Group of soldiers punished after sexual misconduct probe…with a big twist

| May 27, 2021

MG Miyako Schanely

An Army sexual misconduct probe has taken the career of not just a general officer this time but a female general officer, among 14 others.

Army Times reports;

An investigation into an Army Reserve command’s mishandling of sexual harassment and assault allegations found significant shortcomings in the unit’s practices and resulted in a total of 15 soldiers being punished, including a major general.

The inquiry into the Illinois-based 416th Theater Engineer Command started in early 2020 following allegations that the unit’s leaders had improperly conducted internal investigations of sexual assault allegations rather than refer them to outside investigators, as required by Pentagon policy.

“The investigation revealed numerous shortfalls and found various individuals and units improperly handled reports of sexual assault and harassment,” said Maj. Gen. Greg Mosser, deputy commander of Army Reserve Command, during a Monday press briefing ahead of the investigation’s release.

The 416th TEC’s commander, Maj. Gen. Miyako Schanely, has relinquished command and received a formal memorandum of reprimand from Gen. Joseph M. Martin, the Army vice chief of staff.

Martin also sanctioned two other senior leaders for their performance failures, though officials declined to name the individuals.

Amy Braley Franck, a civilian victim advocate with the 416th TEC, told the Associated Press last year that the command launched internal investigations into at least two sexual assault complaints rather than refer them to Army CID, as required.

In another case, the command put an alleged victim on a firing range with a person she previously accused of sexual harassment, which made her fear for her safety, the AP reported.

The investigation found that Schanely, who had been suspended in June, failed to properly implement the Sexual Harassment Assault Response Prevention program at the unit.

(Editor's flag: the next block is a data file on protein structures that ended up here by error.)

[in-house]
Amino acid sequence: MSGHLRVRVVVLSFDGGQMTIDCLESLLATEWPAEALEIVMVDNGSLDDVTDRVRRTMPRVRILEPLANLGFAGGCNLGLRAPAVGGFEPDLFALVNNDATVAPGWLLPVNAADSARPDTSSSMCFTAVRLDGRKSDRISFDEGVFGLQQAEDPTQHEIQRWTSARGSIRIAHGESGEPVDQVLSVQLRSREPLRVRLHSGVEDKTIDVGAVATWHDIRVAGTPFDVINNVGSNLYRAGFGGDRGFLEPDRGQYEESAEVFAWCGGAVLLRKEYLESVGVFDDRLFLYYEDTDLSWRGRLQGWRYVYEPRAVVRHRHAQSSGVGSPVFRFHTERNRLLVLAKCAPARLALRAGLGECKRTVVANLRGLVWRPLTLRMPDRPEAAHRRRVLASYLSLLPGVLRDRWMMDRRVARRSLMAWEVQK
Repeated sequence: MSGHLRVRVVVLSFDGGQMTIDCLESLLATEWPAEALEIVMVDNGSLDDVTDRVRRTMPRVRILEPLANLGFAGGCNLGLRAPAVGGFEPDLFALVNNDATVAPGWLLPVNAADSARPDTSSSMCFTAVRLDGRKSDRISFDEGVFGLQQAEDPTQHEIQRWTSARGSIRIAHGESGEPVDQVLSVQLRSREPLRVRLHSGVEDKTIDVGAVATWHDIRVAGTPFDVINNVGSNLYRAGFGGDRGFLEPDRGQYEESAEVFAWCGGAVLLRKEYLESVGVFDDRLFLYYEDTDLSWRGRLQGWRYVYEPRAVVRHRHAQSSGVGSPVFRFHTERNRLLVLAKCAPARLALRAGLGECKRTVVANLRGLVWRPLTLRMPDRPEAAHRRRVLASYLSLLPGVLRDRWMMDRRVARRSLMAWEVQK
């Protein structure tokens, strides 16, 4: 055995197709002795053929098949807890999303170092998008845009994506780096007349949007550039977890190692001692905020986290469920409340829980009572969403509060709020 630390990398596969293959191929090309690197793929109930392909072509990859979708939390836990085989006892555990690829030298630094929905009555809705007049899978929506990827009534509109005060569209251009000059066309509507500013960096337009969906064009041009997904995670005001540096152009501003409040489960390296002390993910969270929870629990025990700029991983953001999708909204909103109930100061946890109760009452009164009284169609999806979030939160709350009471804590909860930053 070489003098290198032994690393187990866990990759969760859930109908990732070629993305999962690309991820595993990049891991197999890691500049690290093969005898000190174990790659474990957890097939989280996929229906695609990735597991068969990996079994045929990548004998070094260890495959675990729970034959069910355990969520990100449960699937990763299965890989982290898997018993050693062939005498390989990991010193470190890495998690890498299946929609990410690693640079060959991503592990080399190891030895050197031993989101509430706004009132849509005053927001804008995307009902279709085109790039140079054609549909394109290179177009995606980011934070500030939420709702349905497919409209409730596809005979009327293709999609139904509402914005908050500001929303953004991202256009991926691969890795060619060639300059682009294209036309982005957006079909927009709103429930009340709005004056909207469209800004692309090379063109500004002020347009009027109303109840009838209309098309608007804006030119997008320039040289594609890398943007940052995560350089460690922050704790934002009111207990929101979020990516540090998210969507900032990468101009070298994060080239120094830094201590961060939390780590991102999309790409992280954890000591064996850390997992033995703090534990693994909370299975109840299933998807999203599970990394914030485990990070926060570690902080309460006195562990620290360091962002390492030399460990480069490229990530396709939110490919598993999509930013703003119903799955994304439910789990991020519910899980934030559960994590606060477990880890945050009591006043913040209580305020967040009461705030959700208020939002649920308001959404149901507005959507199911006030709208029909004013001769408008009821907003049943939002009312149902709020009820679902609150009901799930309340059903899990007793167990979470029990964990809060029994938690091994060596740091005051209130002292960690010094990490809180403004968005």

In addition to Schanely and the two unnamed leaders, twelve soldiers and three civilians face adverse administrative action from Army Reserve Command following the investigation, according to Mosser.

Of the twelve punished soldiers, seven received general officer memorandums of reprimand, and five received adverse counseling statements.

The investigation also found the command had “challenges” in maintaining the staffing and resources necessary to properly administer its SHARP program, Mosser said.

The general did not specify any changes that Army Reserve leaders would make to address the staffing problems, citing a lengthy “vetting process” that keeps positions vacant “longer than we would like.”

Administrative punishments such as GOMORs can — but don’t always — halt a soldier career progression.

Mosser emphasized that commanders could utilize the GOMORs and counseling statements to involuntarily separate the soldiers from the military, but he told Army Times he “can’t comment on” whether any of the soldiers are currently face separation proceedings.

General officers in the military’s reserve components have resigned over similar allegations in the past.

The Wisconsin National Guard’s commanding general stepped down in 2020 after an investigation into how his command handled sexual assault claims. And a Florida Army National Guard general resigned and retired in 2019 amid an investigation into similar claims, though investigators could not substantiate the allegations.

The 416th Theater Engineer Command is based in Darien, Illinois, and has more than 10,000 assigned soldiers distributed throughout the western part of the country.

Sexual assault remains a critical issue across the Army. Soldiers made 3,250 reports of sexual assault during fiscal year 2020, according to Defense Department data.

Thanks to Jeff LPH 3 for sending the story in.

MG Schanely had been a poster child and barrier breaker. In 2014 when she got her first star the Army highlighted her being “the first female engineer in the Army Reserve and second in the Army to make general officer.” They also noted that she was “only the second Japanese-American woman to reach the flag rank.” Her career began when she graduated West Point in 1986.

Category: Army, Army News, Dick Stepping

Comments (37)

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  1. Tallywhagger says:

    I’d hit it.

    • MarineDad61 says:

      Not in 4 years, you won’t.
      True stereotype, that many asians appear youthful beyond their age,
      that is, until about age 60,
      when many crinkle up overnight.
      And this reprimanded General is getting there,
      but hard to say if lavish retirement
      or guilt stress will dominate the wrinkles.

      • Tallywhagger says:

        Haha, she love me short time.

        This story reminds of how Title IX cases have been so abused by renegade colleges, principally against male students. Veritable kangaroo courts devoid of due process with unbelievably harsh judgments rendered.